Friday, January 8, 2010

Thoughts to Usher in a New Year

On New Year’s Eve I sat watching old video clips of Dutch’s grandparents – his grandmother in her easy chair reading Bible stories to the grandchildren; feeding ice cream to the baby; washing and re-stuffing an old stuffed toy. His grandfather at the piano belting out lyrics to forgotten hymns; bouncing a child on his lap, making up songs. The two of them, sitting on a backyard swingset, waving and smiling beneath a sunny sky.

Ten years of Christmas and summer vacations condensed down into sixty concise minutes, prepackaged for my viewing pleasure. I couldn’t help but notice the date on the recorder jumping forward with every frame: June 1990, December '91, '92, '93, '94… creeping ever closer to the year 1996, when his grandmother died unexpectedly of leukemia.

And do you know what it made me think?

It made me think how very fast life goes. Our children age while we grow old until, all at once, without warning, life can be, will be over.

TS Eliot writes: there will be “time for you and time for me, / And time yet for a hundred indecisions, / And for a hundred visions and revisions, / Before the taking of a toast and tea.” But the truth is that the time is very short …

Dutch says I am not a good listener. He is right. “But why do you think?” I asked him.

“Because,” he said, “you think you know what people are going to say before they say it. Usually you are right but that isn’t the point.”

“What’s the point?” I said, laughing.

“The point is that you don’t have the patience to sit and listen.”

He is right about that too. But that is just the tip of the tip of the iceberg.

On Christmas Day I realized that I want life to consist of epiphanal moments, mountain top experiences, where I learn something completely, cross it off my list and say, “Now that’s done let’s get on to more important matters…”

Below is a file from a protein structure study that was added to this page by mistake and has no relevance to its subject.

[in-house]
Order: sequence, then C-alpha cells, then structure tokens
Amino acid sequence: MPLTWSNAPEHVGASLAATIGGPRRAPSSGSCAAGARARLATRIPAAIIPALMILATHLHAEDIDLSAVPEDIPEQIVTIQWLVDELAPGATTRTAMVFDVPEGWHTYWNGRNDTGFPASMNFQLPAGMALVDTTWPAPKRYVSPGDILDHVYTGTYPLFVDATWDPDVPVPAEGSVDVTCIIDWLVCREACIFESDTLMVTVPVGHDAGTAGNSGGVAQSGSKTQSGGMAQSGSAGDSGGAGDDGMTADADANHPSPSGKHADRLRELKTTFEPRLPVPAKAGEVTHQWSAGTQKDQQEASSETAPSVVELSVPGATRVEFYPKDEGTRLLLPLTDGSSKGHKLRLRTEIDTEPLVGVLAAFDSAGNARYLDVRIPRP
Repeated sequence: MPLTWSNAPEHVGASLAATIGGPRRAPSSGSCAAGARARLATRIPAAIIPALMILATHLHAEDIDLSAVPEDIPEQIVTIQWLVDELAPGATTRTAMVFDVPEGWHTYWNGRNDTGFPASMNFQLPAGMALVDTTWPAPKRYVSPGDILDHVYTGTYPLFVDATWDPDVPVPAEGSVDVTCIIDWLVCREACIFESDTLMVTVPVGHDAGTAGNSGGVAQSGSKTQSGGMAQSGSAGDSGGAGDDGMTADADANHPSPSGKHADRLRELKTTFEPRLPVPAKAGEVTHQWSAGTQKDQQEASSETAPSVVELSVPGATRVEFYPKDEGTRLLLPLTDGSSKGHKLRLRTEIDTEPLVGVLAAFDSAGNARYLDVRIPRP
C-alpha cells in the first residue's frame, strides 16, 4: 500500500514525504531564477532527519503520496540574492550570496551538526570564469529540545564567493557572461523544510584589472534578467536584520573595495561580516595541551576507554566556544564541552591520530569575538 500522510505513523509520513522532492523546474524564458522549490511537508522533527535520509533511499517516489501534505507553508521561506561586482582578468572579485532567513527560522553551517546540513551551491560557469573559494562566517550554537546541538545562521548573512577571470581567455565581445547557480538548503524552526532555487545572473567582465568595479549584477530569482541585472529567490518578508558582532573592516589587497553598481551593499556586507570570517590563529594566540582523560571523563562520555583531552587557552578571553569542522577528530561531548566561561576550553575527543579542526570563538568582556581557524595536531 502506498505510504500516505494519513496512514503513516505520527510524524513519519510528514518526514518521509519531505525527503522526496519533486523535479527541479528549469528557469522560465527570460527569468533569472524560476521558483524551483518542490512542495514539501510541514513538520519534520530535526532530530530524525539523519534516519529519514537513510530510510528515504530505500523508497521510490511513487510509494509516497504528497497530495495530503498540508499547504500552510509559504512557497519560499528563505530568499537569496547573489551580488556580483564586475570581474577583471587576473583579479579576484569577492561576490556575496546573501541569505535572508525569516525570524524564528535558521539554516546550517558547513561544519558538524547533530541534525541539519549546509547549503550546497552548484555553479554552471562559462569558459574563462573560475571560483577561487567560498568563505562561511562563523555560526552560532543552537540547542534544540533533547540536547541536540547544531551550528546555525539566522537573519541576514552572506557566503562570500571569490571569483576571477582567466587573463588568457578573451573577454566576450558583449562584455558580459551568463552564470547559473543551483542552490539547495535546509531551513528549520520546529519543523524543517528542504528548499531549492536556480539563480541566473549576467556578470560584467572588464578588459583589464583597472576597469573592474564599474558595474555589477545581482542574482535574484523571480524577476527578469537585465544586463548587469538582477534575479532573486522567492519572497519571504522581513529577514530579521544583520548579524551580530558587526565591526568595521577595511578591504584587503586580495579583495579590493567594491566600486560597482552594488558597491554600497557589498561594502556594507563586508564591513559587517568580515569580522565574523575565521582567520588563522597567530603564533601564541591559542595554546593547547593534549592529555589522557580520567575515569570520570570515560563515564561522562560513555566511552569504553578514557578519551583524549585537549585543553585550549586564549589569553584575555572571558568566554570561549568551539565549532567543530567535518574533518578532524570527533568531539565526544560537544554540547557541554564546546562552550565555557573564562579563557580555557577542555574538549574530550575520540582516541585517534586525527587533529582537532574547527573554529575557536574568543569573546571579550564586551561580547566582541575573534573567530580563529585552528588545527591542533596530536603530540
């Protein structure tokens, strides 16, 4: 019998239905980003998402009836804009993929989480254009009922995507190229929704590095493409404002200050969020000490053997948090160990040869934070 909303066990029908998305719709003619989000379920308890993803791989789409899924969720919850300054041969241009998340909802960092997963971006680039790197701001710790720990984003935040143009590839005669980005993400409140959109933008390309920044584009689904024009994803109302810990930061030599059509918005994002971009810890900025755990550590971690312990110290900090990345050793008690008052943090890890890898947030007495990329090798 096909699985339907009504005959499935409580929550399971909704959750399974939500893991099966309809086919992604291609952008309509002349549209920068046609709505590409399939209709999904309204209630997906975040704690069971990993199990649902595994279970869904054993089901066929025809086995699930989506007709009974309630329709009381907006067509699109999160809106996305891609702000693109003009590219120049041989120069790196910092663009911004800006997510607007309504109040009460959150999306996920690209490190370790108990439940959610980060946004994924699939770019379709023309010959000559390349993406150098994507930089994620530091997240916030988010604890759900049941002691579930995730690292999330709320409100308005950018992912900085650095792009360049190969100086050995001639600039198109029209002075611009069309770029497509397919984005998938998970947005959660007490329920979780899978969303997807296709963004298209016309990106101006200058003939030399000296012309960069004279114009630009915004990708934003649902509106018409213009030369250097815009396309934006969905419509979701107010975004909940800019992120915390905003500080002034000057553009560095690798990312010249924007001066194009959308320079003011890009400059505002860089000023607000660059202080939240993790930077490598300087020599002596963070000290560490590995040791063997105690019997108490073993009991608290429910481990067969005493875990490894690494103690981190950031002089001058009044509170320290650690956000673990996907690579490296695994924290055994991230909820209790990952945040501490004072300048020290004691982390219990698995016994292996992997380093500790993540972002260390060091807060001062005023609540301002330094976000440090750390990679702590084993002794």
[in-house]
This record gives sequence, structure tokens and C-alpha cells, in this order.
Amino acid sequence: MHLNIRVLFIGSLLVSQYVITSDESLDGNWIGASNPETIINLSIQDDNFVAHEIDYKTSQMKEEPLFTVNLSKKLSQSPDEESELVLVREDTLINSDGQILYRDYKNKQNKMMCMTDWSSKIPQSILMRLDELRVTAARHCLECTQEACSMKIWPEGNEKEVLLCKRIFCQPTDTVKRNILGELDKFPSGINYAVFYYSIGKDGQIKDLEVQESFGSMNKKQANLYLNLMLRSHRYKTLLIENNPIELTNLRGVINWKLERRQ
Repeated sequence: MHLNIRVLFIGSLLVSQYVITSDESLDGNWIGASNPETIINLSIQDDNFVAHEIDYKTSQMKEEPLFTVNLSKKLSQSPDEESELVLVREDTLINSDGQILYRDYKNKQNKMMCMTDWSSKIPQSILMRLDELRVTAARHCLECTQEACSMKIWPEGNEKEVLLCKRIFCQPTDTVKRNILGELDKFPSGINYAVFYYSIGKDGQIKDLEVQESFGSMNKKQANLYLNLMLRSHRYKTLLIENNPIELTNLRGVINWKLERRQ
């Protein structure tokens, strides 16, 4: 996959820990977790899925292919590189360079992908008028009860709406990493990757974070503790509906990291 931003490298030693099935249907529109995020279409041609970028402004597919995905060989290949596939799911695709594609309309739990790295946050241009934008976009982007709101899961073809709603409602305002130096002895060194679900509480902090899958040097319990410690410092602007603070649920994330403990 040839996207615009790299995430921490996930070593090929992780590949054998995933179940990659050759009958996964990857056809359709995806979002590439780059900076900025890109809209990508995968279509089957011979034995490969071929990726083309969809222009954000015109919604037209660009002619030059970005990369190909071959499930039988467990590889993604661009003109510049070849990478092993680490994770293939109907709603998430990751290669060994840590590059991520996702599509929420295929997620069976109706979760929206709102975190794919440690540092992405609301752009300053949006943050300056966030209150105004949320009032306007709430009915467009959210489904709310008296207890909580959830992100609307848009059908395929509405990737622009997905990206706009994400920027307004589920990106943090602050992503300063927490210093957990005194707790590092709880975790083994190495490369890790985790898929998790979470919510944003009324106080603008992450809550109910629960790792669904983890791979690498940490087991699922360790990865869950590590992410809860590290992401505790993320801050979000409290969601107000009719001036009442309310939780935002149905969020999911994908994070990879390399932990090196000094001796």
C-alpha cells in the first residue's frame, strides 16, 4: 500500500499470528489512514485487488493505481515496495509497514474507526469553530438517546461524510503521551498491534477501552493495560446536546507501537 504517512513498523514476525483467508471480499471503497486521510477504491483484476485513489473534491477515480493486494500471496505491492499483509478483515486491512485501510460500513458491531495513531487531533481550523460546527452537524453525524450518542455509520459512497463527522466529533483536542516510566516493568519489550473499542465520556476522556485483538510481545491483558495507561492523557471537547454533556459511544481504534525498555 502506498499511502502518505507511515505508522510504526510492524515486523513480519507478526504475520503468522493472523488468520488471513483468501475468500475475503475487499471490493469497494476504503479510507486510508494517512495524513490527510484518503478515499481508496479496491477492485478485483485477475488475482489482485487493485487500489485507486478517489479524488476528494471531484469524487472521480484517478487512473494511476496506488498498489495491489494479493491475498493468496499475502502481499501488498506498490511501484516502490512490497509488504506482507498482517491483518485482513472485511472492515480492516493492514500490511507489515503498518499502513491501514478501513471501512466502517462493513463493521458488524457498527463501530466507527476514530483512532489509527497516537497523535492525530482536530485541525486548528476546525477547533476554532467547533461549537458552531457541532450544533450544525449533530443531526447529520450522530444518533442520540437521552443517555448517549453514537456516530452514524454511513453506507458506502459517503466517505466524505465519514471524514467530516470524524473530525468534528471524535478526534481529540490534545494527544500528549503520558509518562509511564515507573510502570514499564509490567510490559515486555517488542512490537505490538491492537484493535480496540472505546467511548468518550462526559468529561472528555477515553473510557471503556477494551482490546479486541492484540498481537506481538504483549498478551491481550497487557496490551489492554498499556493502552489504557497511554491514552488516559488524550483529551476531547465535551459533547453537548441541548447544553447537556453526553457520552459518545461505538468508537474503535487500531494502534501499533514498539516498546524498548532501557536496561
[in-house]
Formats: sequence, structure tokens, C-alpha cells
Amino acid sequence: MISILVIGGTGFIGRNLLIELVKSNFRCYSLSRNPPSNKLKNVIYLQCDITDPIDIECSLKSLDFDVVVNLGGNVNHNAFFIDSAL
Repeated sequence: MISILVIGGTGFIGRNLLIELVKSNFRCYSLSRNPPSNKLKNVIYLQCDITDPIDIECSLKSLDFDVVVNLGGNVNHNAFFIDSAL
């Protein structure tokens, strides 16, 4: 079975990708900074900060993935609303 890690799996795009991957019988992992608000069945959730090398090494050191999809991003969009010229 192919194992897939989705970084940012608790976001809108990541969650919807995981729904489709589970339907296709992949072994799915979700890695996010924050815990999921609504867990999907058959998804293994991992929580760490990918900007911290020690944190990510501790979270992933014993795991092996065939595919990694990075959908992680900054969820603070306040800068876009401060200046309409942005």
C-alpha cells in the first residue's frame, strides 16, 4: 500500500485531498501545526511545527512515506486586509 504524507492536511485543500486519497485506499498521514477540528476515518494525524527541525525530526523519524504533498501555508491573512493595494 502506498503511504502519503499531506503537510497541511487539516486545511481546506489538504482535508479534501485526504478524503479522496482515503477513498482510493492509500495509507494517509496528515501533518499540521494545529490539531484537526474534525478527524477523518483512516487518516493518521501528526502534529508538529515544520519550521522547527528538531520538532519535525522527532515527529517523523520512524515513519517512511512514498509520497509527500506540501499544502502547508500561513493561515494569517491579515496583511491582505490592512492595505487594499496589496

But that is not what the Christian life is about. The Christian life is about the small moments spent going to battle with myself, revisiting old truths and putting them into practice. Victory is slow and incremental; it isn't glamorous but the small moments really are the important ones.

I am not really one for making New Year’s resolutions which hardly seem to outlive the hoopla that surrounds them. But this year feels different. We are entering a new decade. I am about to turn 30. And my daughter who, only a moment ago, was looking up at me mute and toothless, now asks about the meaning of airplanes, and when I am frustrated detects even the slightest alteration in my voice.

And while I would like to say that I am approaching total mastery of skills like patience and kindness, the fact is I am not so different from the girl I was ten years ago. Then, as now, I was resolved to “count everything a loss for the sake of knowing Christ and being found in Him.” But what I did not count on, and what still leaps up to shatter my self-image, is the sin in my heart. “Look for me another day / I feel that I could change / I feel that I could change” is the ballad my soul sings.

But though I may feel that change is possible, the truth is I cannot, apart from the salvific work of Christ, change my nature one dot or tittle.